SUN SPLITTER III LP (Bloodlust!)
I've definitely been picking up on a certain industrial influence that has been creeping into a lot of the underground metal/avant rock that's been coming out of Chicago lately; dunno if it's a direct by-product of that city's long history with mechanized sound with labels like Wax Trax and Invisible, but there's definitely traces of machine-music coming through in some of the Windy City's more doom-laden outfits like Bloodiest, Anatomy Of Habit, Rabid Rabbit, and Minsk. I love hearing metallic music incorporate industrial influences, and the latest Chicago band mixing the mecha with their metal is Sun Splitter, who I first heard on their excellent II cassette on Land Of Decay a while back. Sun Splitter has put a unique, punishing stamp on this sound, using drum machines to create the pummeling slow-motion assembly-line rhythms that drive their crushing guitar/bass drones and sludgy riffage, blending in electric organs and piano into their sound for added atmosphere.
III is the latest offering from Sun Splitter, a vinyl-only album out from Bloodlust!. As soon as opener "Eye Of Jupiter" kicks in, the band is battering you with you their concussive industro-sludge, a hypnotic assault of heavy mechanical drumming and chant-like vocals that snake through clouds of shimmering synth noise around the crushing low-end riffage, building into something akin to a psychedelic version of early Godflesh or Swans, but with that monstrous chugging industrial grind becoming fused to the vast droning narco-crush of Sleep and Om; a weird mixture on paper, but man, I was hooked from the first track. From there the album heads deeper into bludgeoning, down-tuned riffs weighted with moments of striking Sabbathian doom n' gloom, majestic leads soaring over bizarrely-arranged programmed blast beats, and a vocal delivery that goes from harsh frantic screams to weird chant-like utterances. Totally sounds like something that could have come off of the HeadDirt or Pathological Records labels, but with a very modern level of metallic heaviosity. The other tracks follow similar suit in their drive to pummel the listener with brutal repetition, the eleven minute "Parasitic Machine" driving home a pounding pneumatic rhythm while spacey, almost blackened guitar melodies and tremolo riffing ascend skyward as it builds to a crescendo that never comes. Instead, it drops off into an almost Lustmordain abyss of cavernous drones and distant ethereal chanting smeared with streaks of psych guitar, prayer-bowl resonance, and monstrous subterranean rumblings.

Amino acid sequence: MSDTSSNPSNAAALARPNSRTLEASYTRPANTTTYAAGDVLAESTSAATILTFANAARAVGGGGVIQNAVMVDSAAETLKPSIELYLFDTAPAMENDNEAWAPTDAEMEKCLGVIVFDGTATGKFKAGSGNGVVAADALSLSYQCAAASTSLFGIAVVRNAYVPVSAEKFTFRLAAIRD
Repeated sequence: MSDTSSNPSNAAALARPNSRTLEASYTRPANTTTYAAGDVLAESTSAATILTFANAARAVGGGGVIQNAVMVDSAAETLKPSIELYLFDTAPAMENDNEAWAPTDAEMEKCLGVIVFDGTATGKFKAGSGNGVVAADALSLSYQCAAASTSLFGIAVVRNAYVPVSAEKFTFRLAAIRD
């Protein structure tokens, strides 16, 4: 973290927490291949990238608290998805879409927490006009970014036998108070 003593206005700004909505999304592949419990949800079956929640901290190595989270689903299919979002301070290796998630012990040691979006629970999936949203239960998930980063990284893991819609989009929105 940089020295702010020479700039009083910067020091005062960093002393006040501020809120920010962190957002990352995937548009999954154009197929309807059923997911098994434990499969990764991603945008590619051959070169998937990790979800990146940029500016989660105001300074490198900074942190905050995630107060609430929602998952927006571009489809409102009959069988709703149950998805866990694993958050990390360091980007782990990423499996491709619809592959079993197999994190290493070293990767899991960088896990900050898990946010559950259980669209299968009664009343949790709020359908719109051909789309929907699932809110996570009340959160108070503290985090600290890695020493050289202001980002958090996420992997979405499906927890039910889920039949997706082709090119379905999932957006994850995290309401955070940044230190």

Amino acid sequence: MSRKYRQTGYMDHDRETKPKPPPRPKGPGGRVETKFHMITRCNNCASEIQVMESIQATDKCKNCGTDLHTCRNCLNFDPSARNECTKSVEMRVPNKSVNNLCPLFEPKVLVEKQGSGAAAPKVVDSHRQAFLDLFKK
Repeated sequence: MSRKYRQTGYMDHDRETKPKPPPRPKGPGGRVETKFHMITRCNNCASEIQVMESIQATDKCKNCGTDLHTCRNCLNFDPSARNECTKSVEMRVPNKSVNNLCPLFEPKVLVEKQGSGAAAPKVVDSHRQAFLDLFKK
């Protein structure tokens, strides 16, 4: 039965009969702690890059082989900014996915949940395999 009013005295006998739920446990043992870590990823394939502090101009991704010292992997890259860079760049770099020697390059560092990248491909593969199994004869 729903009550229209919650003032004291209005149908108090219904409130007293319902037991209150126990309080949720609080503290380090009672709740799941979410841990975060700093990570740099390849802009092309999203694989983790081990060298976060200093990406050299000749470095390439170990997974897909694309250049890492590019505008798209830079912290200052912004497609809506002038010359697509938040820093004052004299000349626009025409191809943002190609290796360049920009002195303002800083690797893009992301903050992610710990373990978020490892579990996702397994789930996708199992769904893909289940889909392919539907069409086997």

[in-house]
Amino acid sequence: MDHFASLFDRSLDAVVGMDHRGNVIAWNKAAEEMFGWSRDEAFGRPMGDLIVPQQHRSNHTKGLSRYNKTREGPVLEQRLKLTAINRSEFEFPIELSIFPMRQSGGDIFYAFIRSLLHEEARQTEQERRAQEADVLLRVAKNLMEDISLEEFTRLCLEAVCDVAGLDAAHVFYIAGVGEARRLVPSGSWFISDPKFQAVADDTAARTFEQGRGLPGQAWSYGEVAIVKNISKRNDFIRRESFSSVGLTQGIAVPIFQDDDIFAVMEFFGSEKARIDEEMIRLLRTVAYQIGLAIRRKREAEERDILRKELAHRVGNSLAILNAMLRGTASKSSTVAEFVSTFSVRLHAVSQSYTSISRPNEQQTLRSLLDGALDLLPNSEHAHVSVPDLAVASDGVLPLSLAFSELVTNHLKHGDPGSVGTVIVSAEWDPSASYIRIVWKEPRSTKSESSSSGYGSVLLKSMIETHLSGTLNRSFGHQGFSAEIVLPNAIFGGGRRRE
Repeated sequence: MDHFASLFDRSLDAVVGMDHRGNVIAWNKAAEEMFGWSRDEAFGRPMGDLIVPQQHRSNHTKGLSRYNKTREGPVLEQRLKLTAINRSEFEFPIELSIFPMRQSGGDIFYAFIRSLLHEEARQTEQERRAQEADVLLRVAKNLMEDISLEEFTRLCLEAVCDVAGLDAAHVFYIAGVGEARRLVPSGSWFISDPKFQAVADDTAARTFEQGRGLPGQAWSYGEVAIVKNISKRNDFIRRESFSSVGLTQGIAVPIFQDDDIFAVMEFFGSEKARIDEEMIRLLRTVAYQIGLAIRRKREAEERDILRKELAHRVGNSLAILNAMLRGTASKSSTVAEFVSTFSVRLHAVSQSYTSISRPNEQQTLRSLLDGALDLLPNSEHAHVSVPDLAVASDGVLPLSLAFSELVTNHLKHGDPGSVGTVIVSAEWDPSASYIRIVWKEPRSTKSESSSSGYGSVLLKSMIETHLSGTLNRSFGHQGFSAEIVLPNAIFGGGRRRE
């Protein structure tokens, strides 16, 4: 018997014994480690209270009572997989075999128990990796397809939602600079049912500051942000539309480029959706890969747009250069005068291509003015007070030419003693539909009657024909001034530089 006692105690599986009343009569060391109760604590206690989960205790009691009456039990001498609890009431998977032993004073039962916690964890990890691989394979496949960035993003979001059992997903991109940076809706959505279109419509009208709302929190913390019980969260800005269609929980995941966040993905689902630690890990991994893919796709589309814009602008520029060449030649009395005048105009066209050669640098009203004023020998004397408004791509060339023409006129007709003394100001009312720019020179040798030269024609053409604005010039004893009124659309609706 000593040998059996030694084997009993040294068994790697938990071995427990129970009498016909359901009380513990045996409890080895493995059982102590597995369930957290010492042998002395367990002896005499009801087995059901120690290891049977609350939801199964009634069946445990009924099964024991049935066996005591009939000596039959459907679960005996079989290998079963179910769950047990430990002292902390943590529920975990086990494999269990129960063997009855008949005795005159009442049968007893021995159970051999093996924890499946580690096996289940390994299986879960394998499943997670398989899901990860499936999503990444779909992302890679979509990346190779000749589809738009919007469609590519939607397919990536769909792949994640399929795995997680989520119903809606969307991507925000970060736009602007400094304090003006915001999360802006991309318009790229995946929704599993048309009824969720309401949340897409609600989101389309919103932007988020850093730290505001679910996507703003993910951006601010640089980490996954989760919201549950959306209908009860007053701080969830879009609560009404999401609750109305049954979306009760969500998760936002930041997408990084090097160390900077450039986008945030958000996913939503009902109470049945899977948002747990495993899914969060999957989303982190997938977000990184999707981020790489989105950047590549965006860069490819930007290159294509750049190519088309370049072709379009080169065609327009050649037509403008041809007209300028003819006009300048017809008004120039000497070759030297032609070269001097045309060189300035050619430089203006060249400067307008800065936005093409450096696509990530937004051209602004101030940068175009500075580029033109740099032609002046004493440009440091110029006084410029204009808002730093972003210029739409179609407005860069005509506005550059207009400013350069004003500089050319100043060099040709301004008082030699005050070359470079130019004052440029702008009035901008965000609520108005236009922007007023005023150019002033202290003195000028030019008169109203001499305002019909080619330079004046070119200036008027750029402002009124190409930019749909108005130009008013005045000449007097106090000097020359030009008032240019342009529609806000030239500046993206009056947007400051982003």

Sun Splitter drop a number of these long, mesmeric dronescapes among their heavier songs, and also make a couple of surprising detours from the chugging, industrialized hypno-crush. Like on the closer "Two Cold Oceans", where they lock in to an infectious hypno-rock jam that sounds surprisingly like Finnish avant-rockers Circle at first, a pounding shuffling drum beat driving the hypnotic music into endless circular grooves, a simple chugging riff repeating over and over, the guitars laying down a lysergic meandering melody; after awhile, it suddenly kicks in with much harsher, more evil intensity, the vocals changing from a stoned yowl to harsh blackened shrieks, the guitars surging in heaviness, continuing that looping heavy psych-hook as more and more electronic layers of noise and effects descend upon the music, until everything is swallowed up in a monstrous roar of crushing industrial drone and starry electronic nebulae and whirring Hawkwindian synth effects.